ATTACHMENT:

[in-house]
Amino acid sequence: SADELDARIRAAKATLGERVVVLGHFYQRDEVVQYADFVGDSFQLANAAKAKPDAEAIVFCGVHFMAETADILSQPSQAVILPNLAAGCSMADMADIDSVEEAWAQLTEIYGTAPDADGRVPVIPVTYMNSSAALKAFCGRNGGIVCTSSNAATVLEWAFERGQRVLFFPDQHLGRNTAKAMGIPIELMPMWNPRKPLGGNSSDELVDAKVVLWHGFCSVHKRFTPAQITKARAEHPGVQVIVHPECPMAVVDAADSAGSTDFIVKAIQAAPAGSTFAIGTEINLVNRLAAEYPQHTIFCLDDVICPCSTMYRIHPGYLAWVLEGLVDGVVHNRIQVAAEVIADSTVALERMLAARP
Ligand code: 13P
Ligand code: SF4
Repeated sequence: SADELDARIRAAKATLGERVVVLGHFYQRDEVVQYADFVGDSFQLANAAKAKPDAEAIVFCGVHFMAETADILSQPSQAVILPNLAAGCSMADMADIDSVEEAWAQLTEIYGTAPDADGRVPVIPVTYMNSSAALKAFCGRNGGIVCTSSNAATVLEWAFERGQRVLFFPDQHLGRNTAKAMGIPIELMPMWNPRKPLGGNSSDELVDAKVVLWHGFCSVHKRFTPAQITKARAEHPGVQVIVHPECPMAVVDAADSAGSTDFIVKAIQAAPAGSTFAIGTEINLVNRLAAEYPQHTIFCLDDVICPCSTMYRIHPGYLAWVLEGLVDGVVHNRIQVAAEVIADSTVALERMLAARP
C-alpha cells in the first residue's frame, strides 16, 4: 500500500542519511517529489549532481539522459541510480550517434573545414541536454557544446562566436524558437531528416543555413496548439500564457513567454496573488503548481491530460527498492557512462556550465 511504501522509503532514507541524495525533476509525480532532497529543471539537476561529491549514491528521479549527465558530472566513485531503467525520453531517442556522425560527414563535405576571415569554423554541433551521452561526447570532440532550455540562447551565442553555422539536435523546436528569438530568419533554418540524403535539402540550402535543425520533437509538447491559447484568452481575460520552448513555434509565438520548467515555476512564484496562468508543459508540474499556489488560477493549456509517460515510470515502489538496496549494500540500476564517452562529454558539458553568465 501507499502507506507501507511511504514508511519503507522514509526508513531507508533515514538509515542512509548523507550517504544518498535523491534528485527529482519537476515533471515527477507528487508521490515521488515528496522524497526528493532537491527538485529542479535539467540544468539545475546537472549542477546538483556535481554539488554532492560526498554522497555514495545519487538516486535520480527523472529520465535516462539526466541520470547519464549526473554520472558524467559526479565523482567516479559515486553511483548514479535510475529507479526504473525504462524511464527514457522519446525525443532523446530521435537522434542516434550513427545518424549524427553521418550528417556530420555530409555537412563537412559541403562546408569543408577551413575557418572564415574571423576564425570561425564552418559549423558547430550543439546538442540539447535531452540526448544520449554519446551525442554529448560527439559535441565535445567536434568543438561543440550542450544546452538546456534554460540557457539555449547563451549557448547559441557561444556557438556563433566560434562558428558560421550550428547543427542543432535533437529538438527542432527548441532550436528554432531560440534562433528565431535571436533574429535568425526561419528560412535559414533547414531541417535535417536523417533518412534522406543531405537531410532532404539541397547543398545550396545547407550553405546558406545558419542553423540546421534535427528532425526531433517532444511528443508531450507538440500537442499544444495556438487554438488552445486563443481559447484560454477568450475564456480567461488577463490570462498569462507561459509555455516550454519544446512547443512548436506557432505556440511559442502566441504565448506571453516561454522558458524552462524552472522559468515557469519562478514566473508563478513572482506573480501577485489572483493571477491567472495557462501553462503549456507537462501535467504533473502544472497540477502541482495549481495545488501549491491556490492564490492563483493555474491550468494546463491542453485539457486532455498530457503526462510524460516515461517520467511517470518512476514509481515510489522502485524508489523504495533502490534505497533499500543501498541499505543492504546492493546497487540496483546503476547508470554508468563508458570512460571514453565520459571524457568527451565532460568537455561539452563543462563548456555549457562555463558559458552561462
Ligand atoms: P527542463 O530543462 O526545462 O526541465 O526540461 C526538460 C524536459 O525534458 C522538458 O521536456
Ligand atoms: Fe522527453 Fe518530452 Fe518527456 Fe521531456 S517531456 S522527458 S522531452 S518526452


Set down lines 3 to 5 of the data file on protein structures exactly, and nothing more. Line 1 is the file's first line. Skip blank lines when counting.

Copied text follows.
Ligand code: 13P
Ligand code: SF4
Repeated sequence: SADELDARIRAAKATLGERVVVLGHFYQRDEVVQYADFVGDSFQLANAAKAKPDAEAIVFCGVHFMAETADILSQPSQAVILPNLAAGCSMADMADIDSVEEAWAQLTEIYGTAPDADGRVPVIPVTYMNSSAALKAFCGRNGGIVCTSSNAATVLEWAFERGQRVLFFPDQHLGRNTAKAMGIPIELMPMWNPRKPLGGNSSDELVDAKVVLWHGFCSVHKRFTPAQITKARAEHPGVQVIVHPECPMAVVDAADSAGSTDFIVKAIQAAPAGSTFAIGTEINLVNRLAAEYPQHTIFCLDDVICPCSTMYRIHPGYLAWVLEGLVDGVVHNRIQVAAEVIADSTVALERMLAARP